How 40,000 People Stole This Poor Lady’s Identity

Most people fear having their identity stolen even once, but one woman from New York probably appreciated that fear much more than everyone else.

You see, this particular woman had her identity stolen more than 40,000 times; it was such a severe problem that the Social Security Administration had to “void” her number and issue her a new one. And it was all because of her boss.

This is the story of the most stolen identity in history – the story of Hilda Schrader Whitcher and how her social security number is still being used today – nearly 80 years later.

Her Boss Used Her Social Security Number for A Wallet Insert

In 1938, a wallet manufacturer in Lockport, New York, decided they could improve their marketing by showing how a new Social Security card would look in their wallets. Kind of like those photos that they put in picture frames, right?

So, they created a fake Social Security card, but they needed to put a social security number on it to make it appear realistic.

E.H. Ferree, a Vice President at the wallet manufacturer, didn’t want to use just a random social security number because he might get sued.  And he certainly didn’t want to use his own.

So he did what any boss might have done at the time.  He asked his secretary if he could use her social security number on the sample social security card.   She agreed.  I mean, what else could she say?  She’d probably would have lost her job had she said no.

What a great boss, right?

The company manufactured hundreds of thousands of their wallets and offered them for sale in Woolworth’s department stores and throughout the country.

Within A Few Years, Thousands of People Were Using Her SSN as Their Own

The wallet inserts with Hilda’s social security number were not meant to look completely authentic. The card that was distributed in Woolworth’s (and other department stores across the US) was half the size of the real thing, was printed all in red, and had the word “specimen” on the front.

Even though the card was obviously a sample, that didn’t stop people from trying to pass it off as their own.  Over the course of the next 10 years, that social security number was used by thousands of people who either didn’t have their own or mistakenly thought the card in the wallet was their own.

In the peak year of 1943,  5,755 people were using Hilda’s numbers — more than any other social security number in history, making Hilda the most stolen identity of all time.

The number was used for many years and in fact as late as 1977, there were still 12 people using her number.

Although the number was frequently used, there were no final statistics tallied of just how much fraud or loss was associated with her number.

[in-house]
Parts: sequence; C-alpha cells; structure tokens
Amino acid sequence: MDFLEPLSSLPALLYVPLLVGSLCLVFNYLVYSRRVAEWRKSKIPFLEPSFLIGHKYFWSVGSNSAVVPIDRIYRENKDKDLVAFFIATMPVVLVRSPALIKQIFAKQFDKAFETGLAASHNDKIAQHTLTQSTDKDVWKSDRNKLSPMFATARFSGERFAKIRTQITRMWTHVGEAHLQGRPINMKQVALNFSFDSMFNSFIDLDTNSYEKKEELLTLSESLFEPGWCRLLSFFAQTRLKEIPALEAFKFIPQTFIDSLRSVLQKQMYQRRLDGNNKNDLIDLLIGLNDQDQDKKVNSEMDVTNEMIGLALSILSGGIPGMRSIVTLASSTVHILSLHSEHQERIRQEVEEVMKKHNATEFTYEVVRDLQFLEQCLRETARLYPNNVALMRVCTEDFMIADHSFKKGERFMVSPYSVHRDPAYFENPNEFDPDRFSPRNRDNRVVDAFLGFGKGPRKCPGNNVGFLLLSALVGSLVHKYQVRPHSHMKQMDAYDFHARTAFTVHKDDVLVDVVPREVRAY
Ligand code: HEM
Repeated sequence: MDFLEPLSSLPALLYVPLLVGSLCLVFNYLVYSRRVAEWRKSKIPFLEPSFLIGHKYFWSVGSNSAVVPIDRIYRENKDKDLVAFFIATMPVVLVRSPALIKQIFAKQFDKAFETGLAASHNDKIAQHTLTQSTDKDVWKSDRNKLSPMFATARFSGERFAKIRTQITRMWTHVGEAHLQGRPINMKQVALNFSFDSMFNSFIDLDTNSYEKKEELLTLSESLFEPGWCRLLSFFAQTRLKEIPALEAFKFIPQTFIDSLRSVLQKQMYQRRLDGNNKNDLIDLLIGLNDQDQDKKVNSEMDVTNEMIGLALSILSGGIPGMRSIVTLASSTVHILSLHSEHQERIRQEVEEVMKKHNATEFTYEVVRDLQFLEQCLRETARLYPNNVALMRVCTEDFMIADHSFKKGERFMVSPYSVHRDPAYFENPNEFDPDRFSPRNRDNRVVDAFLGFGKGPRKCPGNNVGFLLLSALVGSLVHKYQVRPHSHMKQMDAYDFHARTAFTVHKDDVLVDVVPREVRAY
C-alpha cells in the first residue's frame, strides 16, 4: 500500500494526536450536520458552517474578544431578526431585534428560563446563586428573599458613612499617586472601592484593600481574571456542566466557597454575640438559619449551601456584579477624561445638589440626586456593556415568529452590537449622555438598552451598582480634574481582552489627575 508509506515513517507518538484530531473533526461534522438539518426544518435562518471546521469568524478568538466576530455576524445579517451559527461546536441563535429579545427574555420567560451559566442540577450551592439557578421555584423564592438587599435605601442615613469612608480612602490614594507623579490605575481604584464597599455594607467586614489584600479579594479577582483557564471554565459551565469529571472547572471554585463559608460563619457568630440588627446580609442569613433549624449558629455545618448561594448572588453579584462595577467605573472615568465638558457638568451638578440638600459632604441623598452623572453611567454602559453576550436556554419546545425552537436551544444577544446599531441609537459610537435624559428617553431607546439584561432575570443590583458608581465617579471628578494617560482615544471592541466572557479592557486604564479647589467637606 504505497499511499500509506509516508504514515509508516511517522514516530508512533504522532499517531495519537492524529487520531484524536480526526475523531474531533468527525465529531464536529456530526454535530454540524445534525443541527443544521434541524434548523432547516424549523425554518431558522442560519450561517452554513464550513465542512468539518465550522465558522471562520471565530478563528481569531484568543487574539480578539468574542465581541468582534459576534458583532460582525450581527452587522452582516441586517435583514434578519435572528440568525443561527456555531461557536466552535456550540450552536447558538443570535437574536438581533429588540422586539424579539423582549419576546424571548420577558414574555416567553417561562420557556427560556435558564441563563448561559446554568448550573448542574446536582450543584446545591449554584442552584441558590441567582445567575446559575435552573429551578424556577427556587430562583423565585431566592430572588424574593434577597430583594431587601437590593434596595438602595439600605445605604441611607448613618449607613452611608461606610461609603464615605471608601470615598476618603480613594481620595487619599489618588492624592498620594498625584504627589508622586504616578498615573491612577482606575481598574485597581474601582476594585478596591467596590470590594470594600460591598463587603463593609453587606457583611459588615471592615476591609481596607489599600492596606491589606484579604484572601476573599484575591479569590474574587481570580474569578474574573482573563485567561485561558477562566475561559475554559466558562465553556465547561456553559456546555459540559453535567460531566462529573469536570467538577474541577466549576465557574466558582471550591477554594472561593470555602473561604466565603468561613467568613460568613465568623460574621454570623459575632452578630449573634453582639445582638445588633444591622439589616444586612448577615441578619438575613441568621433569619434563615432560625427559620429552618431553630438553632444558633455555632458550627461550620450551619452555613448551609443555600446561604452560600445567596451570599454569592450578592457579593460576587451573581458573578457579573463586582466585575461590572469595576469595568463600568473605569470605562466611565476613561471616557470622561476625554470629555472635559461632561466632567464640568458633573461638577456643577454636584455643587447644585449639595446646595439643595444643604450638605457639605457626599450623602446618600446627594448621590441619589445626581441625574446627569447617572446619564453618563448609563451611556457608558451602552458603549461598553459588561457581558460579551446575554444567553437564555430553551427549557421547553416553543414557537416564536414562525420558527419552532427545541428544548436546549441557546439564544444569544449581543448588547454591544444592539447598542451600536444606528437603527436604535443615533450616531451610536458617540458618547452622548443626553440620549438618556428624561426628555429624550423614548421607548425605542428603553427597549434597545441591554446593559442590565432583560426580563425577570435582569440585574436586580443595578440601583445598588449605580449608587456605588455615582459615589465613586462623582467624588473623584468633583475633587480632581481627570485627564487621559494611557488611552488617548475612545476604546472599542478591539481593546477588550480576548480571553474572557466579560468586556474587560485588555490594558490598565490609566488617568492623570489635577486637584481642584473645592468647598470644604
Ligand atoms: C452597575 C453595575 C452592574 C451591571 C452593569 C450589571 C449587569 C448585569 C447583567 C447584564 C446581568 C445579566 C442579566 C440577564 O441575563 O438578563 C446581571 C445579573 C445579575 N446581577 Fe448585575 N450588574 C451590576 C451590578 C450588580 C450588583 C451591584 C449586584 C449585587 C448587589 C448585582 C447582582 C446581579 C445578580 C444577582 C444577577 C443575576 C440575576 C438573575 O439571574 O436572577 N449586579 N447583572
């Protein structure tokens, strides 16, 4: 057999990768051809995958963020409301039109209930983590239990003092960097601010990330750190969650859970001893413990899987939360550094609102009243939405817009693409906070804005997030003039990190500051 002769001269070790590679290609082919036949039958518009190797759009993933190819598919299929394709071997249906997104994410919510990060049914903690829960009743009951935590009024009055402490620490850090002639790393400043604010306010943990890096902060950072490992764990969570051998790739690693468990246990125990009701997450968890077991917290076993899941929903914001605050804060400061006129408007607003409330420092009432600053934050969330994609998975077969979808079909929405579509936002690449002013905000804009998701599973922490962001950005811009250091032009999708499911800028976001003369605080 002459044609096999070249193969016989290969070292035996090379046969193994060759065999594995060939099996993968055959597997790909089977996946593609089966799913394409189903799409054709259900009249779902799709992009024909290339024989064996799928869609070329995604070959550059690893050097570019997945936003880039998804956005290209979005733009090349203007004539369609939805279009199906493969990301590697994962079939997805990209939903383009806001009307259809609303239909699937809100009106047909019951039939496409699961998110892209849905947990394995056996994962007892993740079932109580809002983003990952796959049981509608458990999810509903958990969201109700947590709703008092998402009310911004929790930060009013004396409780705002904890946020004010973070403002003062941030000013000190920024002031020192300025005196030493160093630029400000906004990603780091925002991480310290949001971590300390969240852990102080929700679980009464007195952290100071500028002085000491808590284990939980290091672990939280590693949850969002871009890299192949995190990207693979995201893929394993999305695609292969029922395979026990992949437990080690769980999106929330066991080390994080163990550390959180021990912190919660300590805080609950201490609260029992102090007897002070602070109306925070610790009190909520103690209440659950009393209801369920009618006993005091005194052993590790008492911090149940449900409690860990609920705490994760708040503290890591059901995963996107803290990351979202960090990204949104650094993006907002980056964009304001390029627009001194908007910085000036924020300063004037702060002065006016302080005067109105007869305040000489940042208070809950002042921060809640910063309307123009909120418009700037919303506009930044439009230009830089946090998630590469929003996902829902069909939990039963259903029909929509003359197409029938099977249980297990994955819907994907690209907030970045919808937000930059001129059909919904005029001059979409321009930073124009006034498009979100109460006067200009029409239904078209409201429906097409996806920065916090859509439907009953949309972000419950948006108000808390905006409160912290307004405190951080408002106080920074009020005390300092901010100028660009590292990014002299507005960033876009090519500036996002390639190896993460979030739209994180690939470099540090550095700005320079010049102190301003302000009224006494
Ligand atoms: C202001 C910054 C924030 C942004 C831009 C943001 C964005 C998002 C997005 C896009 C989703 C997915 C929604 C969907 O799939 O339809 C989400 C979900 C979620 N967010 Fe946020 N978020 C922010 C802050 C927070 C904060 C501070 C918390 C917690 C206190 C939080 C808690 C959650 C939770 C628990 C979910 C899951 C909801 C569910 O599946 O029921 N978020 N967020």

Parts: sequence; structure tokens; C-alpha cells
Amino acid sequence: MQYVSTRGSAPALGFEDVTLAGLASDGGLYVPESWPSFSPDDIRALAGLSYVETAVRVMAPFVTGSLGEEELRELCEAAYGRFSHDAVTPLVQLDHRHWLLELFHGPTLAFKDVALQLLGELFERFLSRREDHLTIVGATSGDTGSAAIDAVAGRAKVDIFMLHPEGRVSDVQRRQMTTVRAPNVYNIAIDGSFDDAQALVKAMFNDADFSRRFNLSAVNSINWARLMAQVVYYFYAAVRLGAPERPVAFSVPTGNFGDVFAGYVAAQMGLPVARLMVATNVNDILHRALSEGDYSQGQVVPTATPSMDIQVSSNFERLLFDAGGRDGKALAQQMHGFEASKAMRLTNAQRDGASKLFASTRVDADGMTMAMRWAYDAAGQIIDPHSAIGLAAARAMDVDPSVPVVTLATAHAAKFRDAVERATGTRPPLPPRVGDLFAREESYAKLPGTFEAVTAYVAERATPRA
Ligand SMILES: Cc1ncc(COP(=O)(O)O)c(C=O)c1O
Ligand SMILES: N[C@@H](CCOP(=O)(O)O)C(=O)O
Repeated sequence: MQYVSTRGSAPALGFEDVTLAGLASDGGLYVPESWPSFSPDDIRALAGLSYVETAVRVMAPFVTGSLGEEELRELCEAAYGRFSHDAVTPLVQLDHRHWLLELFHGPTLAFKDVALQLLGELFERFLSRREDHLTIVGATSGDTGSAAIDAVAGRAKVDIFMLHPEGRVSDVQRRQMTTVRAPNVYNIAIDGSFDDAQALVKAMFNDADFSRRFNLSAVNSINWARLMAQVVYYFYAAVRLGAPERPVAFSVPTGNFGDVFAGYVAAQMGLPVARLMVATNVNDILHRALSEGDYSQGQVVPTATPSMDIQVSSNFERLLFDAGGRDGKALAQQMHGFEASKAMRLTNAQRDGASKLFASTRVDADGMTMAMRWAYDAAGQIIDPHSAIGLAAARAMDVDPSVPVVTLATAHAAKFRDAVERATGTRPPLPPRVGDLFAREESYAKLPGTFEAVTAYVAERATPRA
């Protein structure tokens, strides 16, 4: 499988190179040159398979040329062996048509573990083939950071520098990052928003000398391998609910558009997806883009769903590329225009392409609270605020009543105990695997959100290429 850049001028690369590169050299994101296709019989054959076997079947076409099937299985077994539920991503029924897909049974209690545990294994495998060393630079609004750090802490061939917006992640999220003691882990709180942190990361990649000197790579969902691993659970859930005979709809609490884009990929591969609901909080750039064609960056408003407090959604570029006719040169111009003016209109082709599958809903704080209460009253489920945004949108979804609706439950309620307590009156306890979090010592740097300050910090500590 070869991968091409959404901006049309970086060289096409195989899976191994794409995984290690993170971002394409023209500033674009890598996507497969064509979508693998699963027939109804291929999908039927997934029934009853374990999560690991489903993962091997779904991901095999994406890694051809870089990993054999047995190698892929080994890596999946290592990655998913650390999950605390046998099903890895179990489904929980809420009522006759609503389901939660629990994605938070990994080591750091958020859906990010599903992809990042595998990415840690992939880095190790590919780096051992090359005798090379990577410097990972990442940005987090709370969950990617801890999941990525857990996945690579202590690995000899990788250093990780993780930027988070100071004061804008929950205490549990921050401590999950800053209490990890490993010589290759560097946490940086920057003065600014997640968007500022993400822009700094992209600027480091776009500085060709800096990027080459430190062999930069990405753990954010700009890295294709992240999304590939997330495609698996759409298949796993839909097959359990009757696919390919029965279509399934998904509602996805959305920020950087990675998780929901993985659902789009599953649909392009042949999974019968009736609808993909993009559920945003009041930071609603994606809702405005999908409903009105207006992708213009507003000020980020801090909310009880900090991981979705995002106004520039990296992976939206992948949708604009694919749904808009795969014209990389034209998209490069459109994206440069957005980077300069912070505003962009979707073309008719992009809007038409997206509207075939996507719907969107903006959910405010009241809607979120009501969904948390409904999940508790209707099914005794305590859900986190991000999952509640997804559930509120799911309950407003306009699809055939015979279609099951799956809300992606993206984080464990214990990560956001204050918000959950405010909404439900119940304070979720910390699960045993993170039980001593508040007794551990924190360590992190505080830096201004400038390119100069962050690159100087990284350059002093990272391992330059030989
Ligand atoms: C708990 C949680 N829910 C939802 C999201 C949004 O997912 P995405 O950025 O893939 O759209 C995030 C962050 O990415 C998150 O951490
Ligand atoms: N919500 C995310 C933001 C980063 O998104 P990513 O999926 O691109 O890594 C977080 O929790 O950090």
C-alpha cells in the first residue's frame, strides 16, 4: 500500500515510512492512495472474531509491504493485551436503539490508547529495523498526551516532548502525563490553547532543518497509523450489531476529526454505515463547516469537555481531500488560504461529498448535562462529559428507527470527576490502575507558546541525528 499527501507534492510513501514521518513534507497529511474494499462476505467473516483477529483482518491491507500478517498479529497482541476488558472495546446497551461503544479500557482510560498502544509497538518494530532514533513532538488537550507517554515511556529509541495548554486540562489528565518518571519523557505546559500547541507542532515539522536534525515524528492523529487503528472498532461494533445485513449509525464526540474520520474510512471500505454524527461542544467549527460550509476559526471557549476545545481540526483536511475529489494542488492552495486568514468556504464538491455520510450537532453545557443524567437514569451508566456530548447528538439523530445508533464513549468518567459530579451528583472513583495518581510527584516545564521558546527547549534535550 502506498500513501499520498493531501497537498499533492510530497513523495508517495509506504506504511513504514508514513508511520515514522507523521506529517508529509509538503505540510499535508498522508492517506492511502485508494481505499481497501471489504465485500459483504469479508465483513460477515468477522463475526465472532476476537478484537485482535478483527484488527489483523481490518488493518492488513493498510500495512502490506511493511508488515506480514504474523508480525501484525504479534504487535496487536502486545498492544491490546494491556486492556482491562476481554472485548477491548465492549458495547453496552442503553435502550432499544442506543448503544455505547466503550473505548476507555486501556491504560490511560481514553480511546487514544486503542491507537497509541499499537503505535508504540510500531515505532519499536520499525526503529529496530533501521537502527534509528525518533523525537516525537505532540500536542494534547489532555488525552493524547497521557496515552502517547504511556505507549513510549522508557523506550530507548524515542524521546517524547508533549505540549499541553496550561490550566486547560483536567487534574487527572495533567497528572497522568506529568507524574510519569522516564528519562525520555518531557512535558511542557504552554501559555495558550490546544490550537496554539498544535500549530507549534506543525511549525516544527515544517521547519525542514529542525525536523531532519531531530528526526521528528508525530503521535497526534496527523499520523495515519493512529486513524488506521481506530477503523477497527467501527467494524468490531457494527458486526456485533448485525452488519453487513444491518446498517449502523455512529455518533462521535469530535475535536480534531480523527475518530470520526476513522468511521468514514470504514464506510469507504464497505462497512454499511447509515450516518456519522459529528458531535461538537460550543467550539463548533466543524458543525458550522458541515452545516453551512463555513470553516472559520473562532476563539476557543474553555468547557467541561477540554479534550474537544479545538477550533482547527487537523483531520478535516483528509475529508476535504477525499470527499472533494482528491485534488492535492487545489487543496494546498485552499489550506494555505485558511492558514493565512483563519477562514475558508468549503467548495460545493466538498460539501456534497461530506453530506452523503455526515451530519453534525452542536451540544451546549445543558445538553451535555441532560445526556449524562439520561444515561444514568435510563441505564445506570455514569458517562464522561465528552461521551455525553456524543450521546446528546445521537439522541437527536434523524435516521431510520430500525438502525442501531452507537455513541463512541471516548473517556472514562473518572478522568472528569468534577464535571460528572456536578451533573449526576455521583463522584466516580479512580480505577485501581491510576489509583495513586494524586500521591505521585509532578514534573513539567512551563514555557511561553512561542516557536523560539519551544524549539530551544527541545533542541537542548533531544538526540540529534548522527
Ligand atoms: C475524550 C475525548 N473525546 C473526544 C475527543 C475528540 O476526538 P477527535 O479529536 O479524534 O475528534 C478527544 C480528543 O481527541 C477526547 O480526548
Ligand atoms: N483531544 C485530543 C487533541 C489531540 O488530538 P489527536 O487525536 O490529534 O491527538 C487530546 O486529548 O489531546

She Could Have Been A Millionaire If She Could Have Collected All The Money 

But it wasn’t all bad.  Apparently, so many people were using her social security number that the Social Security Administration noticed an inordinate amount of income assets associated with her social security number.  At one point, her number was associated with several millions of income assets.

It was so large that it drew the attention of law enforcement. The FBI even questioned her at one point since they noticed such widespread use of her social security number that was resulting in funds being sent in her name.

“I’d probably be a millionaire today if I had all the money,” said Whitcher in 1983, four years before her death at the age of 88.

Mrs. Whitcher joked with reporters that as a result of all her income her friends used to great her by singing her a popular song, “The Million Dollar Baby from the Five and Ten Cent Store”

Hundreds of People Still Try to Use Her Social Security Number Even Today

You would think that 70 years later, people would have stopped using this poor lady’s Social Security number … but that is not the case.

Her social security number is associated with hundreds and hundreds of current credit applications.  A quick public records search I performed revealed more than 500 identities linked to Hilda’s social security number. The problem is that some databases do not register the SSN as being on the Death Master File (since the Social Security Administration voided her SSN before her death), so there is a risk that it can still be used without generating any red flags.

From SSN Validator, This Number Has Been Validated

If you check your own loans, bank accounts or credit products or historic applications, you’re likely to find some examples you have received.

Poor Hilda is being victimized even today!

Frank McKenna is the Chief Fraud Strategist for PointPredictive and a Fraud Consultant based in San Diego California